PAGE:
When I posted this on FB the other day I was sitting at a computer bank that’s reserved for patients & families at M.D Anderson Cancer Care Hospital. (I love M.D Anderson. They saved my body, now I’m working on my mind.) I was typing with this big IV in my left arm that bruised my vein. It was the same vein that my PICC line has been in and as this bruise came to the top of skin and swelled, my body remembered procedures and that time of sickness faster than my mind would let me.
All of a sudden I was ‘patient’ again. It was strange. It was flashback without the flash. It was fast-forward for the next day I had endoscopy which would require sedation and another IV. The last time I had endoscopy the doc found cancer.
I was alone on this trip to MDA. When my husband and I looked at schedules, it seemed like a good idea at the time. Well, at least, the best choice. I wanted to feel independent. Prove I was ‘strong’ (see other post). I called my husband at one point to whine, and did. Then I called my sister to whine but couldn’t stand the sound of my own whining so we talked about roses and gardens.
When I called my sister I sat outside with a stranger. The hospital is always chilly. She seemed frail to me. I did what I do at MDA, I asked her what kind of cancer treatment she’s coping with. (I think we cope with treatment rather than battle cancer, who needs war metaphors?) She said lung cancer, then quickly added, I”m not a smoker!”
I said: “I wasn’t even thinking that.”
She said: “So many people do.”
“Yes, but that’s blaming the victim for their disease. No one asks for this!” I held up my hands to the hospital, those in treatment walking around with face masks attached to IV poles, the hats and heads cleared of hair. People are diagnosed with MS, Ataxia, ALS, among other life threatening diseases and there is immediate compassion. In the cancer world, lung cancer and colorectal cancer, and I assume skin, one gets support as well as a thread of ‘what did you do wrong to get this horrible disease’ which sticks, no matter how much one tries to not take such thoughts in.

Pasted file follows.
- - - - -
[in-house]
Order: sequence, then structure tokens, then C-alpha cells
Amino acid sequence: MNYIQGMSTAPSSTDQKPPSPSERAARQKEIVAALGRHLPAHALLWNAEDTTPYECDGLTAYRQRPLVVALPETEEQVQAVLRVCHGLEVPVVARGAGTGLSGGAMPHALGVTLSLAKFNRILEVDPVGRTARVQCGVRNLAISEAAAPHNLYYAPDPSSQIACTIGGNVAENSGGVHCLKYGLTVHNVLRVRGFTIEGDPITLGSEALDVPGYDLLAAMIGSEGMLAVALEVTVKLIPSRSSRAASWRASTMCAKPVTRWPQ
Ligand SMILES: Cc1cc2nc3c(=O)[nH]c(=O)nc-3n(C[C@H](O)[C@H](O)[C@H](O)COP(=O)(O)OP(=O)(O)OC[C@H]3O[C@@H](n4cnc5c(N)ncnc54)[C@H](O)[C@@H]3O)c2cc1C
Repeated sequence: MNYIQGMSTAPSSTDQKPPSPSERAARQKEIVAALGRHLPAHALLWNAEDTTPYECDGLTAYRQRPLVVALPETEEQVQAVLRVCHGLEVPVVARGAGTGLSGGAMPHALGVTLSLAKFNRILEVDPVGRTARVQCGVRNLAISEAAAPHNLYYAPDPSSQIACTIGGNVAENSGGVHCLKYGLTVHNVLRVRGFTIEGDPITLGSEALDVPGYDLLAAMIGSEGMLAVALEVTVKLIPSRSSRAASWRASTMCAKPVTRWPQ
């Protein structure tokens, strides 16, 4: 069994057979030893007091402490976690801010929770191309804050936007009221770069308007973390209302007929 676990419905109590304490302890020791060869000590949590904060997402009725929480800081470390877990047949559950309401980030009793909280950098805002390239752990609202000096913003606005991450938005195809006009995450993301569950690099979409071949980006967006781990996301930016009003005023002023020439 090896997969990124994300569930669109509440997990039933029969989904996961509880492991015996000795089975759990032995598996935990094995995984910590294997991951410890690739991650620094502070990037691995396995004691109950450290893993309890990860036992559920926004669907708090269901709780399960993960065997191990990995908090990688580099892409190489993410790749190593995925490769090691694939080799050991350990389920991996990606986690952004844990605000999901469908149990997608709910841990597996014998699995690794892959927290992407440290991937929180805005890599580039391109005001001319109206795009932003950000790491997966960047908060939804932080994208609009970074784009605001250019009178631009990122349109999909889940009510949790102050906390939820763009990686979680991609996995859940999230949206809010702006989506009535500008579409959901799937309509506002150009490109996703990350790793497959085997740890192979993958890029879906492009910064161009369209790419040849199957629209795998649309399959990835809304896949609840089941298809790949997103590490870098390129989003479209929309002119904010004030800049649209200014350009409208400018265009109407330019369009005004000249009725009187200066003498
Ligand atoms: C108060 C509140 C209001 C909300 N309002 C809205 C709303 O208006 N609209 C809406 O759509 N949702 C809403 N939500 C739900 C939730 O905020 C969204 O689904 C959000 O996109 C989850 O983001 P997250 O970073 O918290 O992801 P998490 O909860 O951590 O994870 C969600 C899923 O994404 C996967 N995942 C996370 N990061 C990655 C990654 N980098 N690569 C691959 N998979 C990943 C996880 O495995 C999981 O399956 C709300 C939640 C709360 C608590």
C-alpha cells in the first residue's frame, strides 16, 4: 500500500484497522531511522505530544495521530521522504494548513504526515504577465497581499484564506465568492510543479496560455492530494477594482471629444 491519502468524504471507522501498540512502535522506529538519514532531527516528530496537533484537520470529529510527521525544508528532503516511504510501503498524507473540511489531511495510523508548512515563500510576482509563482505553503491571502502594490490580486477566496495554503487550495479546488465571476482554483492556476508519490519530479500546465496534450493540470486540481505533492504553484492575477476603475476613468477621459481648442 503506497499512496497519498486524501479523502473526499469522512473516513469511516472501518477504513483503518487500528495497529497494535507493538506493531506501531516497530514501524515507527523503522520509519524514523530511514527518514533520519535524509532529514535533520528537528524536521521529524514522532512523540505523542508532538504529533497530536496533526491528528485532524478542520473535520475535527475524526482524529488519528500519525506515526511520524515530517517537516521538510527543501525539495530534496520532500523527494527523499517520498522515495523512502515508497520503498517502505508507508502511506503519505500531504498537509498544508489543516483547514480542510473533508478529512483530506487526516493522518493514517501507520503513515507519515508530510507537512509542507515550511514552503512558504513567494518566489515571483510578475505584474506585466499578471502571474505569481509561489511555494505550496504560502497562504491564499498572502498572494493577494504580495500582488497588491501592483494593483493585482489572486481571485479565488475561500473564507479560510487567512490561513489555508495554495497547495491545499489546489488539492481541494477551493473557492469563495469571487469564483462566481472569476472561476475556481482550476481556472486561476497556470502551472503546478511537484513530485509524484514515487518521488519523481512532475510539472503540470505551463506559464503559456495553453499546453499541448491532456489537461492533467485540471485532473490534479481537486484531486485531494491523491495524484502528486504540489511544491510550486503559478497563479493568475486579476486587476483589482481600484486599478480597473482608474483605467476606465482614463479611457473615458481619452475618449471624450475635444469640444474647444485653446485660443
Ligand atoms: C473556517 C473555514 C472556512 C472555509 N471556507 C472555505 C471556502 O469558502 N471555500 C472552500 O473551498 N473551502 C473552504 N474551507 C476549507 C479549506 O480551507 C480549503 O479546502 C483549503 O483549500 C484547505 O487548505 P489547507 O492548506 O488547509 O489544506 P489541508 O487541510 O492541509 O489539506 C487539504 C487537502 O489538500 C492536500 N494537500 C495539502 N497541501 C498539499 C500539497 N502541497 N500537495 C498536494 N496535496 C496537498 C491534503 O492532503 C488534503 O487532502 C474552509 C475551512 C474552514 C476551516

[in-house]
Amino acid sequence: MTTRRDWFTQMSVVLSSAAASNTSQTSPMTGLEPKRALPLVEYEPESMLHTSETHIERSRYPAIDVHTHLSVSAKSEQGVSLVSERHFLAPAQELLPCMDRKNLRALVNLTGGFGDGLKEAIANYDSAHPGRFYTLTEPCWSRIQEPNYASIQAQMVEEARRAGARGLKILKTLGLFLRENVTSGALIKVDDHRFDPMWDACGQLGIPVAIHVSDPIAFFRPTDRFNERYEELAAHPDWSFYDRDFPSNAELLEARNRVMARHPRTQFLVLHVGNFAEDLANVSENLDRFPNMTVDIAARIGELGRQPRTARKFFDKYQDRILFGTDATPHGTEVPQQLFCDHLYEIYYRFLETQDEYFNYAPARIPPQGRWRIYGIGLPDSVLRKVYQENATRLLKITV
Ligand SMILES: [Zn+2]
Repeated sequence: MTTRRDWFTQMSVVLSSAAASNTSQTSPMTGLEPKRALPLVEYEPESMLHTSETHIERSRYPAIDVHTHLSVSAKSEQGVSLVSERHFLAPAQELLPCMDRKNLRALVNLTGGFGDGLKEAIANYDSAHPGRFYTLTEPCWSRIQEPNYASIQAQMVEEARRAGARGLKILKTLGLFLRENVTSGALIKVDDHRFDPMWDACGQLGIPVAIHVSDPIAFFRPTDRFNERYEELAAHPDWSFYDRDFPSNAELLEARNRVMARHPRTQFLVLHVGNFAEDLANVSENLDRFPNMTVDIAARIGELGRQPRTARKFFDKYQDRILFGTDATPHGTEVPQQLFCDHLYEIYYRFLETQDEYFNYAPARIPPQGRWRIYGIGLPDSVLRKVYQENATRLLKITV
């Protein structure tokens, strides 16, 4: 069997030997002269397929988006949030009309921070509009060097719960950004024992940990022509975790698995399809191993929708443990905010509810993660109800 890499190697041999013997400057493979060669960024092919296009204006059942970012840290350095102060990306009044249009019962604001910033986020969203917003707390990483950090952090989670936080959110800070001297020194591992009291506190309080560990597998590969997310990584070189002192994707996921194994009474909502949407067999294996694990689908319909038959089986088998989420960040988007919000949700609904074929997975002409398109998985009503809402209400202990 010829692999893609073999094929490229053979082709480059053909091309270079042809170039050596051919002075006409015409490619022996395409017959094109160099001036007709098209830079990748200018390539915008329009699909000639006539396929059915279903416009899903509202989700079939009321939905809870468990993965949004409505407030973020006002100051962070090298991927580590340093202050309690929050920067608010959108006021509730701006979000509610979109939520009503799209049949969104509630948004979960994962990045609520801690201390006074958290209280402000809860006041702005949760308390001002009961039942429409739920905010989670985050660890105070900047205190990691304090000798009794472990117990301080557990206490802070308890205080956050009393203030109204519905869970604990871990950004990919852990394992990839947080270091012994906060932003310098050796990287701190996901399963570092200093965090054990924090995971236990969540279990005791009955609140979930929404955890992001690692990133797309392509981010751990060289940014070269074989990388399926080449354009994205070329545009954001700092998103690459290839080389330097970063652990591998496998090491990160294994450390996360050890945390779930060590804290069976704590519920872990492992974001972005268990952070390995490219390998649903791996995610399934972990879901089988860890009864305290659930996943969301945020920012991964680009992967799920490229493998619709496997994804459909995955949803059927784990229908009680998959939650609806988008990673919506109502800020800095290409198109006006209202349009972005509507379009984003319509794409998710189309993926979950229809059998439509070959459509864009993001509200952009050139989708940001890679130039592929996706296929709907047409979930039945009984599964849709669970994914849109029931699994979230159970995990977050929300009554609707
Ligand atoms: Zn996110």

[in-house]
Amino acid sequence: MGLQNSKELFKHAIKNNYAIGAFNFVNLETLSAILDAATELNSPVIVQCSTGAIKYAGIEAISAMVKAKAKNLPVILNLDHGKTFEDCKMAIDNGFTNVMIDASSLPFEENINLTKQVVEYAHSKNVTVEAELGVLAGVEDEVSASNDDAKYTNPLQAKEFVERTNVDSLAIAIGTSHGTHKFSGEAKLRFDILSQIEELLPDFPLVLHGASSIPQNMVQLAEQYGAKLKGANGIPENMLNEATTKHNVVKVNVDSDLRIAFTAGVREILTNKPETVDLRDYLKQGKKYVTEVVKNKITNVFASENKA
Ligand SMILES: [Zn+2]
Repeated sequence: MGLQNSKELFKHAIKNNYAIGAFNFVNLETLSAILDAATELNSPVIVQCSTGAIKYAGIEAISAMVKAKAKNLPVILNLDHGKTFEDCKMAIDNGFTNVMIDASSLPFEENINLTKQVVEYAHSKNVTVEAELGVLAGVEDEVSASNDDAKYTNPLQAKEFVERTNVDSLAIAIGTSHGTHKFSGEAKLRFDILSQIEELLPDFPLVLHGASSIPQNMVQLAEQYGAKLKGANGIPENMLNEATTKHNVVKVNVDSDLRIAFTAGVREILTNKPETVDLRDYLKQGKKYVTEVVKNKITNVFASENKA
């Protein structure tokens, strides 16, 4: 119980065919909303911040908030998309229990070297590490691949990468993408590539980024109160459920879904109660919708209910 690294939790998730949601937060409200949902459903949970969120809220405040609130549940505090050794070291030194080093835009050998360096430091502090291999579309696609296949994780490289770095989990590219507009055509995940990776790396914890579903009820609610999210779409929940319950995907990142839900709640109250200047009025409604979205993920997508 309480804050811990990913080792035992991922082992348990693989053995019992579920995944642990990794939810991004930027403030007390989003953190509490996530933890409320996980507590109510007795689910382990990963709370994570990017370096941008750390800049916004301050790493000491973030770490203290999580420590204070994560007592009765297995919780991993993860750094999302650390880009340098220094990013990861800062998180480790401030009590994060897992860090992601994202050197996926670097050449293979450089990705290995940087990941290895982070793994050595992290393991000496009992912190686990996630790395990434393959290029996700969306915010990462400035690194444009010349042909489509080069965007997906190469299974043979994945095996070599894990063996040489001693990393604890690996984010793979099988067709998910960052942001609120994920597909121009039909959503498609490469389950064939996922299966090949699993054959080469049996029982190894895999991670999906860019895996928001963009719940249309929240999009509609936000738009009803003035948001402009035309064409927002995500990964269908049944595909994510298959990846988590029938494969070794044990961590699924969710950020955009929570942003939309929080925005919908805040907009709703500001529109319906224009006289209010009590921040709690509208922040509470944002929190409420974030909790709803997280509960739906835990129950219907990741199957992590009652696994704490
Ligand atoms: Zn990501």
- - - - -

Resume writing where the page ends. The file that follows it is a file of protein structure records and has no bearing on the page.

This woman was told by her first (not MDA) oncologist that she had six months to live. She asked him, what’s the treatment plan but he said there was really nothing. She cried in her office and it pissed him off. She and husband went home and called the doc’s nurse asked “What would you do if it were your mother”. The nurse said: “Oh I’d walk her across the street and take her to MD Anderson!”And they did. Six years ago. Six years of life. Stage Four lung cancer and six years of living.
Like me she has chemo-brain. . .yes I still have issues with memory and peripheral neuropathy. . . she relies on her partner to keep her meds in order and dose her at the right times. We are the same and different. I sat in the sun with her feeling six years. Feeling my almost three years from when I first heard the word ‘malignant’.
Later, I posted to FB. I drank my barium, spilled some it on myself which required me to need to change into scrubs. I finally went to my friend’s house around 7:00 PM, knowing I had to stop eating and drinking anything at midnight. I had to return there by 7:00 AM for my scope. I moved through Friday appointments in a fog of anesthesia and the weight of pending results from the tests. It was exhausting. I forgot to take care of myself well.
I called my husband and said: “This was a bad idea.” I was on my cell phone, I took a room at our favorite Econolodge and ate comfort food, zapped in the microwave and drank lots of water.
Four days later, I can tell you, my biopsy is negative. My CEA is elevated. I”m half way to six years. There is no expiration date anywhere on my body and my docs at M.D Anderson mean to keep it that way.